Human Rights Watch Friday called on Myanmar to end its yearlong internet shutdown, which has prevented more than a million people in Rakhine and Chin states from getting information about the coronavirus pandemic and hampered the work of aid workers and journalists in a war zone.
The ban, which began on June 21, 2019, affects eight townships in an area that has been the scene of an 18-month-long conflict between the insurgent Arakan Army (AA) and Myanmar’s military that has killed 260 civilians and displaced more than 160,000.
“Myanmar should immediately end what is now the world’s longest government-enforced internet shutdown,” said Linda Lakhdhir, Asia legal adviser at Human Rights Watch (HRW).
“With armed conflict between the Myanmar military and Arakan Army in Rakhine state amid a pandemic, it’s critical for civilians to get the information needed to stay safe,” she said.
In a statement, the New York-based NGO said that the lack of internet access had left some in the area unaware of the coronavirus outbreak, and limited the ability of aid groups to distribute resources to villages affected by armed conflict.
The ban also has affected the ability of journalists to get news out of the conflict zone. Critics of the government say the shutdown’s chief aim is to cover up the military’s operations and war crimes in an information blackout — a claim Naypyidaw has denied.
Naypyidaw cited security reasons in ordering the shutdown last year in Buthidaung, Kyauktaw, Maungdaw, Minbya, Mrauk-U, Myebon, Ponnagyun, and Rathedaung townships in Rakhine state and in Paletwa township in Chin state.
The government ended the ban in five of the townships in September 2019 only to replace it in February this year.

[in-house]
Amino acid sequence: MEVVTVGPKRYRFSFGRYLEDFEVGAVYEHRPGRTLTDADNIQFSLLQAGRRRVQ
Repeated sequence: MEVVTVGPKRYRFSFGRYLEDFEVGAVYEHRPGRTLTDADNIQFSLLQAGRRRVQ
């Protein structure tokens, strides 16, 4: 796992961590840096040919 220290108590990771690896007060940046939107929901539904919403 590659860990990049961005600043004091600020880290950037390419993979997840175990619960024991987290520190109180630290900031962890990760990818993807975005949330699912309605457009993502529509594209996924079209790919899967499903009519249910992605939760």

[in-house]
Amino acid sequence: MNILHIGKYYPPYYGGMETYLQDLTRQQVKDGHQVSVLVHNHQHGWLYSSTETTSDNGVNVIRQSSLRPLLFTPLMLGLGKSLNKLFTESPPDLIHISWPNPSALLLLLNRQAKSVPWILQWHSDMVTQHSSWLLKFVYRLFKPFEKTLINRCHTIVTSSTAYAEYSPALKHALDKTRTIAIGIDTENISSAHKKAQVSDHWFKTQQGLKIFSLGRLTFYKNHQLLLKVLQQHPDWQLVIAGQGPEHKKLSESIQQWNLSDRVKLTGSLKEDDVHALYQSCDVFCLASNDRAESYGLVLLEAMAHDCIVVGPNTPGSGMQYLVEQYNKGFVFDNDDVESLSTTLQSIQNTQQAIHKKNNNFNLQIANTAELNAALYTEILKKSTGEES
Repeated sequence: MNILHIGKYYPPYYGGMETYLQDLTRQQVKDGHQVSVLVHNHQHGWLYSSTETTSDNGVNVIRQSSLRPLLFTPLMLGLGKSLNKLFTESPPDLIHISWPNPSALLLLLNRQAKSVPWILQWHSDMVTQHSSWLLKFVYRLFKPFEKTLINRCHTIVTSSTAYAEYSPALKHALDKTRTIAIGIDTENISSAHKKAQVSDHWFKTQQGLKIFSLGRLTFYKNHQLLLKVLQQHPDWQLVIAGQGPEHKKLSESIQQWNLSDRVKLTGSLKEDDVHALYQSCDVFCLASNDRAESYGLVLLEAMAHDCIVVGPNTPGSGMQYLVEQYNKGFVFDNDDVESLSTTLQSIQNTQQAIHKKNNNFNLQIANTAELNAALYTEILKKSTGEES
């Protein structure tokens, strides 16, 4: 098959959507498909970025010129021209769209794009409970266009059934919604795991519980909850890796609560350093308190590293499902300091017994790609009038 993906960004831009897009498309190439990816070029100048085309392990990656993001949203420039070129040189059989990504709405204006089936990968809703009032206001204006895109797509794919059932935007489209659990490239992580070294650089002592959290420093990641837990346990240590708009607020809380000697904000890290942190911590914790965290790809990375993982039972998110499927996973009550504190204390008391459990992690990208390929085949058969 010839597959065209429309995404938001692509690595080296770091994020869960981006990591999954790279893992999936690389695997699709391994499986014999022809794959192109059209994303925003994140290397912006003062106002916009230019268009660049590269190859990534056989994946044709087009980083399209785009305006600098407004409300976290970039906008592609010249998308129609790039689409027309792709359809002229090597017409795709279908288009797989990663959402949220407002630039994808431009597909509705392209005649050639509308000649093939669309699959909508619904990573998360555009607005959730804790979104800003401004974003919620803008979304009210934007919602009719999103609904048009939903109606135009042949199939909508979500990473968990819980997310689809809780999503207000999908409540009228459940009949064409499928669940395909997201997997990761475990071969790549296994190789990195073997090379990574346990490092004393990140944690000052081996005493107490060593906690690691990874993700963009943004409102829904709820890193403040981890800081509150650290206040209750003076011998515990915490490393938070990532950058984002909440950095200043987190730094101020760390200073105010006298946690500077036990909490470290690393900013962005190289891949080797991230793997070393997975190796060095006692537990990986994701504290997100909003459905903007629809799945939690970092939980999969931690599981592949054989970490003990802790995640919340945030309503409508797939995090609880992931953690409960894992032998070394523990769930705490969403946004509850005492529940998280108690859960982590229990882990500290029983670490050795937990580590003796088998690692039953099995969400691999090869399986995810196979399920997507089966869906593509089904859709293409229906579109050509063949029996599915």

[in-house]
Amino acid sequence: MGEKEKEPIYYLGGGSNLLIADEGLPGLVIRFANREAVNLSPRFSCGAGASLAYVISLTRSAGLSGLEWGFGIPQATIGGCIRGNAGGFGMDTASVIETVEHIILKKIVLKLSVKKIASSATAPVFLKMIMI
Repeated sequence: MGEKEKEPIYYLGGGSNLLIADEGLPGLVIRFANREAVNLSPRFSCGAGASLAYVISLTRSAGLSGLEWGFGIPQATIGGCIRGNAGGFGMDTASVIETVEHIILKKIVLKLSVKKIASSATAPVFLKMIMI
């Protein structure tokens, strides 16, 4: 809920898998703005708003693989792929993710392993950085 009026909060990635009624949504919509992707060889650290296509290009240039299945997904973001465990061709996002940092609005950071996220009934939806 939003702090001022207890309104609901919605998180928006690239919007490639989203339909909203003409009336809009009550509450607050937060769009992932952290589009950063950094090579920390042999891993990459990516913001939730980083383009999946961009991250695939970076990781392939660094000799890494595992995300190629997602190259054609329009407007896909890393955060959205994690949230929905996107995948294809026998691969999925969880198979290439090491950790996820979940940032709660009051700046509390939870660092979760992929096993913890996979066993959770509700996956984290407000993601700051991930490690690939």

At the beginning of May, access was restored in Maungdaw, but the other eight townships remain offline, with the government announcing last week that it would extend the ban until at least August 1.
The Ministry of Transportation and Communications told media that service would be restored if there were no more public threats or violations of Myanmar’s Telecommunications Law.
Section 77 of the Telecommunications Law allows the ministry to use emergency powers to restrict specific types of telecommunications.
It has used these emergency powers not only to block mobile internet access to the townships, but also to block more than 2,000 individual websites, including those of local ethnic news outlets, according to HRW.
The NGO said the ambiguous law should be amended to reflect international standards that protect freedom of expression.
HRW was also critical of the Myanmar government’s contention that internet access in the area was still available via fixed connections.
The rights group pointed out that most people in the country connect to the internet via their mobile devices, which can be their only option during crises or conflict situations. It cited a recent survey that said all of Myanmar’s internet users had used mobile devices to connect.
The lack of mobile internet has made difficult the monitoring of the ethnic Rohingya situation, pointing out that the International Court of Justice ordered Myanmar to protect them from genocidal acts, HRW added.
“Under international human rights law, Myanmar has an obligation to ensure that internet-based restrictions are provided by law and are a necessary and proportionate response to a specific security concern,” the statement said.
“Officials should not use broad, indiscriminate shutdowns to curtail the flow of information or to harm people’s ability to freely assemble and express political views,” it added.
“For a year now, the internet shutdown has severely impacted the rights of over a million people in Rakhine and Chin states,” Lakhdhir said.
“The government should lift the shutdown, unblock websites, and amend the Telecommunications Law to bring it in line with international standards.”
A presidential office spokesperson declined to comment on HRW's statement during a press briefing in Naypyidaw on Friday.